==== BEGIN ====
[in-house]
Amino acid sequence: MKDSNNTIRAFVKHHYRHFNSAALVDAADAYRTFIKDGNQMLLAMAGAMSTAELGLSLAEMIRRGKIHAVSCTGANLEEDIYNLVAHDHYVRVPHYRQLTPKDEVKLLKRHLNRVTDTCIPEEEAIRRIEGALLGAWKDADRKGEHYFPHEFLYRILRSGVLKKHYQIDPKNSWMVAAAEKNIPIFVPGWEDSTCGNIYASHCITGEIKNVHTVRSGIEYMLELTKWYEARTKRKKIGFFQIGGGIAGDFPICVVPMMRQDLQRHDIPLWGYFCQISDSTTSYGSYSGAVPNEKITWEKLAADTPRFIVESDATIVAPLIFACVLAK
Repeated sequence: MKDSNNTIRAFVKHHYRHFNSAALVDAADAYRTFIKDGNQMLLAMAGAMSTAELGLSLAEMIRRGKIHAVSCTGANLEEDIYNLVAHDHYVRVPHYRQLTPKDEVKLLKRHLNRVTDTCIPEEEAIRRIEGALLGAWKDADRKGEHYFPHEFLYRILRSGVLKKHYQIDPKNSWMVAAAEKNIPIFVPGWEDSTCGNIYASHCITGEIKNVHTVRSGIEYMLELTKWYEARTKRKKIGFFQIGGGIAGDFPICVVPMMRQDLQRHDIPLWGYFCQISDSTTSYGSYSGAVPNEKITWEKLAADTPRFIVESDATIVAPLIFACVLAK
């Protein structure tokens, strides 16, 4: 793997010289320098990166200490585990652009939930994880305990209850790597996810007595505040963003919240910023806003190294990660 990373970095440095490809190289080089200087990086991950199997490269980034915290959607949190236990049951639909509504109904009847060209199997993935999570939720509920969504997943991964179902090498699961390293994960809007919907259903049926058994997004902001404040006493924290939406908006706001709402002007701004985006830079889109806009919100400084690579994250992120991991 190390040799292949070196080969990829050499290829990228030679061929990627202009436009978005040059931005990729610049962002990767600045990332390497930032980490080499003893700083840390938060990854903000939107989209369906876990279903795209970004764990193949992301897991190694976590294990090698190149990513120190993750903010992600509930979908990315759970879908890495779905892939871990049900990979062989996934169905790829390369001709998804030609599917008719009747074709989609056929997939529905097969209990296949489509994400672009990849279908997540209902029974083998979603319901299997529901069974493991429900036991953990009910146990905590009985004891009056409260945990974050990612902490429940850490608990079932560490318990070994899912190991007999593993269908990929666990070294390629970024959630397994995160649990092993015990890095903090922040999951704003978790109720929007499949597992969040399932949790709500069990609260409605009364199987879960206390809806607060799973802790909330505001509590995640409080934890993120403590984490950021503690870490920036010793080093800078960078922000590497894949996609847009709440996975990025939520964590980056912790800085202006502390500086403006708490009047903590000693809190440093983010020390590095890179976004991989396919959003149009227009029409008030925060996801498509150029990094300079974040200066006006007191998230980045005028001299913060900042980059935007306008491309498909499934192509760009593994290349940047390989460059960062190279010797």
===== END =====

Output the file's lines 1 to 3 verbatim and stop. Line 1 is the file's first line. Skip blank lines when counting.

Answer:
[in-house]
Amino acid sequence: MKDSNNTIRAFVKHHYRHFNSAALVDAADAYRTFIKDGNQMLLAMAGAMSTAELGLSLAEMIRRGKIHAVSCTGANLEEDIYNLVAHDHYVRVPHYRQLTPKDEVKLLKRHLNRVTDTCIPEEEAIRRIEGALLGAWKDADRKGEHYFPHEFLYRILRSGVLKKHYQIDPKNSWMVAAAEKNIPIFVPGWEDSTCGNIYASHCITGEIKNVHTVRSGIEYMLELTKWYEARTKRKKIGFFQIGGGIAGDFPICVVPMMRQDLQRHDIPLWGYFCQISDSTTSYGSYSGAVPNEKITWEKLAADTPRFIVESDATIVAPLIFACVLAK
Repeated sequence: MKDSNNTIRAFVKHHYRHFNSAALVDAADAYRTFIKDGNQMLLAMAGAMSTAELGLSLAEMIRRGKIHAVSCTGANLEEDIYNLVAHDHYVRVPHYRQLTPKDEVKLLKRHLNRVTDTCIPEEEAIRRIEGALLGAWKDADRKGEHYFPHEFLYRILRSGVLKKHYQIDPKNSWMVAAAEKNIPIFVPGWEDSTCGNIYASHCITGEIKNVHTVRSGIEYMLELTKWYEARTKRKKIGFFQIGGGIAGDFPICVVPMMRQDLQRHDIPLWGYFCQISDSTTSYGSYSGAVPNEKITWEKLAADTPRFIVESDATIVAPLIFACVLAK